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Board of County Commissioners

October 19, 2004

The Honorable Board of County Commissioners met this evening at 6:00 p.m. at the Betterton Fire Hall with the following present: Roy W. Crow, Scott D. Livie, and William W. Pickrum, presiding.

Susanne Hayman, County Administrator, was also in attendance.

Minutes of the previous meeting were approved.

W. Roger Williams, Treasurer, reported a balance of $10,454,579.00.

Commissioner Pickrum requested a moment of silence to remember the men and women in uniform around the world who have died in defense of the United States’ freedom and America’s way of life.


Don Sutton, a member of the Town Council of Betterton, welcomed the Commissioners to Betterton on behalf of Mayor Candi Sorge who was not able to be present. There were approximately 12 interested persons as well as a member of the media also in attendance.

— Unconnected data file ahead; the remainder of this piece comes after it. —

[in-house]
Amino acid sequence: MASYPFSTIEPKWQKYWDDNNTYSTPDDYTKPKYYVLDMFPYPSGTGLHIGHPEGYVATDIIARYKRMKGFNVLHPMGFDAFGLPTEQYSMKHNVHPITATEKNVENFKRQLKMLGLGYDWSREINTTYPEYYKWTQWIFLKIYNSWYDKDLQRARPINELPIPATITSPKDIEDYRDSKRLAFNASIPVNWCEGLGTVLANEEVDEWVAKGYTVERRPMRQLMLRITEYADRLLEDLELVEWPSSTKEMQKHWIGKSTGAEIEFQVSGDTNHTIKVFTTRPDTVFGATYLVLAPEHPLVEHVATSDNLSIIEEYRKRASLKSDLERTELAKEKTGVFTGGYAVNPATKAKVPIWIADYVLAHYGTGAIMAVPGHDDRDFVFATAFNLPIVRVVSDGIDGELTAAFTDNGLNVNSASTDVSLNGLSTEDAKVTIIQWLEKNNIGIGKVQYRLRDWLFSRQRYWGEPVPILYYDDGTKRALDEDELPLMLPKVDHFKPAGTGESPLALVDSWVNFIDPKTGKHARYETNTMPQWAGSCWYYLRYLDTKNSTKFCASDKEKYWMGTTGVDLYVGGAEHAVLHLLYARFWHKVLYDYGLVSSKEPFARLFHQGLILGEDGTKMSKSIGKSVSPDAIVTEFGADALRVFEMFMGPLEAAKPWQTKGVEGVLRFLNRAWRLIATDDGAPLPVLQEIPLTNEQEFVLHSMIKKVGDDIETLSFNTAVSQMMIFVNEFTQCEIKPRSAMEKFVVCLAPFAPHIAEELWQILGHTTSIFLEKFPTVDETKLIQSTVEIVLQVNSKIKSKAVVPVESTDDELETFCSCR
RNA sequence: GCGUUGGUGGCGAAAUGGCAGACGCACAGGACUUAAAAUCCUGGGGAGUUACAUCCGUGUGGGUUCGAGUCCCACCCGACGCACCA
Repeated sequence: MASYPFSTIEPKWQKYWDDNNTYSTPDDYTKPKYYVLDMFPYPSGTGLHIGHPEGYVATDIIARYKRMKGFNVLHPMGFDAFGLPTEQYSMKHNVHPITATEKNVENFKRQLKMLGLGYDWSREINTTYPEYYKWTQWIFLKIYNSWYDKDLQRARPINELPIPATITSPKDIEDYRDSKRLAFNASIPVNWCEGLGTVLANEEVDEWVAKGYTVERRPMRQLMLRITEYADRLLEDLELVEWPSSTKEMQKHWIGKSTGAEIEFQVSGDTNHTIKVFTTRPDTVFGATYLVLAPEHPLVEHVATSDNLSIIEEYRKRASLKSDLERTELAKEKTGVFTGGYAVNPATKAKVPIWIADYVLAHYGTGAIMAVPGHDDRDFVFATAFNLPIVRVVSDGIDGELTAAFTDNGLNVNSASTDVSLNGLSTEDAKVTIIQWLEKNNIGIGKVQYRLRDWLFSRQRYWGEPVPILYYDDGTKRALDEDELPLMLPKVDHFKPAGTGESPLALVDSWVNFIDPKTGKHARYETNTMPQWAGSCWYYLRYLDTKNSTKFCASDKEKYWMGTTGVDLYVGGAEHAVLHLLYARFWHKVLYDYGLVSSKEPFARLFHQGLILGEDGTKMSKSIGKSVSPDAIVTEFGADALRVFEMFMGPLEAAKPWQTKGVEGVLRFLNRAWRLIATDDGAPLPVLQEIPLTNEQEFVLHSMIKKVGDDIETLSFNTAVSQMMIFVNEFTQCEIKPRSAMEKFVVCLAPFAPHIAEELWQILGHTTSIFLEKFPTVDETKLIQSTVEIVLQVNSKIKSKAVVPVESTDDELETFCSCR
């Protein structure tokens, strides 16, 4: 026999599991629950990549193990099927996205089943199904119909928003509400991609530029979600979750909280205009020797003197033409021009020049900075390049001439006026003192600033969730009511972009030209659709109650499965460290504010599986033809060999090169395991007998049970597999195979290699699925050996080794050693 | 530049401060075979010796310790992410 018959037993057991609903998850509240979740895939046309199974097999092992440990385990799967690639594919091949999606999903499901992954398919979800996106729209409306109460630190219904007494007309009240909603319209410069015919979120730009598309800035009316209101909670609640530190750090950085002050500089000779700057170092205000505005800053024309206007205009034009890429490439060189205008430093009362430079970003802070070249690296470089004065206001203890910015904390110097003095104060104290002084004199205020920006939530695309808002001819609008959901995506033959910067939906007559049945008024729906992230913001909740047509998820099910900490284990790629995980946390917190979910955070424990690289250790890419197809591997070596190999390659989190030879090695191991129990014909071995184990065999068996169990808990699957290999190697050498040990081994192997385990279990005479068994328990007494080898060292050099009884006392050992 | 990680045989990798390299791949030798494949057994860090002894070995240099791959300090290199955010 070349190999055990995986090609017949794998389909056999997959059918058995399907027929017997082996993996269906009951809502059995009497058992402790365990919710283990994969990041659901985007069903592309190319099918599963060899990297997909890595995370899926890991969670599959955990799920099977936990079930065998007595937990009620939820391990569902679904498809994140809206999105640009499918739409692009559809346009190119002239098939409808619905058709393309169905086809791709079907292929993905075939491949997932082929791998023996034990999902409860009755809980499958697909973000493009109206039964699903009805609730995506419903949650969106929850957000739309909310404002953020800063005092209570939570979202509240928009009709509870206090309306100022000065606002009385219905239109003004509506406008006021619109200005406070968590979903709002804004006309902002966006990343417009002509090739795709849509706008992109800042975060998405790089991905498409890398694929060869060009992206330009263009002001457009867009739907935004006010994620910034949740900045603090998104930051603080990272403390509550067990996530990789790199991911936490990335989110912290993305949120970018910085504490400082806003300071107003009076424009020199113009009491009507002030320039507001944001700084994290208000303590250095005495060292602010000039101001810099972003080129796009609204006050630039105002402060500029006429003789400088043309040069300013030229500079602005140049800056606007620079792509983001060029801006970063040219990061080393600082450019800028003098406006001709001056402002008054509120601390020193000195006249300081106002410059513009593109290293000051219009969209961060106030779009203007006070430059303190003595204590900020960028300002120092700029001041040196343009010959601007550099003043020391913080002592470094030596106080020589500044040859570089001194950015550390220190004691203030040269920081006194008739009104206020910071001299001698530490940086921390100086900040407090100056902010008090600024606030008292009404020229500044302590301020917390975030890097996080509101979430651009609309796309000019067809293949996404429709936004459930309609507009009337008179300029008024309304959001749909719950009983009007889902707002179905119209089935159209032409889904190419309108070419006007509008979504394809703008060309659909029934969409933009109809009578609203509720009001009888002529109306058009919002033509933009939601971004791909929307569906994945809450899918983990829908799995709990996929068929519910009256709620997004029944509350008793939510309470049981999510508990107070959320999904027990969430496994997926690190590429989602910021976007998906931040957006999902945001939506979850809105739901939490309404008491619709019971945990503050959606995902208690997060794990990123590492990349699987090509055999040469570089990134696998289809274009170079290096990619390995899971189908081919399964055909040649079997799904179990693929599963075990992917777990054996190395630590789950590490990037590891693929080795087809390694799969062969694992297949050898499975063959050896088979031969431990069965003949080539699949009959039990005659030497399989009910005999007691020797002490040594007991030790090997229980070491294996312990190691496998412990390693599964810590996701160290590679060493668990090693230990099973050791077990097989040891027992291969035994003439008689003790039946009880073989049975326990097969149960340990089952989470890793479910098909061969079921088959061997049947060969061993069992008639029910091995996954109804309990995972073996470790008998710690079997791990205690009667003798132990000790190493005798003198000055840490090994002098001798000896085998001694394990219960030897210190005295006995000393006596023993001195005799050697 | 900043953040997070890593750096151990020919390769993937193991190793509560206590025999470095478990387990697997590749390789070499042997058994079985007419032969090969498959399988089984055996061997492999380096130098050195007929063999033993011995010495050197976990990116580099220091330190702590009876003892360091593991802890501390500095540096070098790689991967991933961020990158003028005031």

Margo Turner, a resident of Betterton, affirmed and praised the effective response of the County Sheriff’s Deputies with their intervention and apprehension of thieves in a recent series of residential burglaries in Betterton. She also affirmed the support of the Sheriff’s Office demonstrated by the County in its budget for Fiscal Year 2005.

Nancy Grahamer, a member of the Betterton Fire Company, expressed her concern about the difficulty experienced by the County with recruiting and maintaining the employment of paramedics.

Responding to her question, Commissioner Pickrum indicated that paramedics are highly sought after throughout the nation, and assured Mrs.Grahamer that the salary schedule for Kent County paramedics represents the middle range of paramedic salaries as they exist throughout the Eastern Shore. He added that the County is currently advertising employment positions for full- and part-time paramedics, and that the County would be willing to include tuition payment towards paramedic certification courses as a benefit.

Commissioner Crow concurred, further stating that should a highly-qualified person express an interest in a paramedic position with the County, the County would be willing to negotiate an appropriate and an attractive salary within the parameters of the budget.

Ms. Hayman noted that the salary advertised represents a starting salary range for a paramedic, as opposed to a salary range that would represent the tenure and experience of an entire career.